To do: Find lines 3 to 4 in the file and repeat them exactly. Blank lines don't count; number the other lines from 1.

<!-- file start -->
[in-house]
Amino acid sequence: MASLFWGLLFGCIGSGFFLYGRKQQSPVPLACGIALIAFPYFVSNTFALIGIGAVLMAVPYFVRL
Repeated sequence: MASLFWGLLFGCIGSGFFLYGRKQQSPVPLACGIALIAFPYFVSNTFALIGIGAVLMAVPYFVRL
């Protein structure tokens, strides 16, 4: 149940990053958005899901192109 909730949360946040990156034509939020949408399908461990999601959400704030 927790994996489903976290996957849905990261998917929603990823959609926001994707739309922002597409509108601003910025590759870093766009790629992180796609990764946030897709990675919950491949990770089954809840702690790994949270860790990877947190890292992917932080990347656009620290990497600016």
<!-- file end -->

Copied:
Repeated sequence: MASLFWGLLFGCIGSGFFLYGRKQQSPVPLACGIALIAFPYFVSNTFALIGIGAVLMAVPYFVRL
């Protein structure tokens, strides 16, 4: 149940990053958005899901192109 909730949360946040990156034509939020949408399908461990999601959400704030 927790994996489903976290996957849905990261998917929603990823959609926001994707739309922002597409509108601003910025590759870093766009790629992180796609990764946030897709990675919950491949990770089954809840702690790994949270860790990877947190890292992917932080990347656009620290990497600016």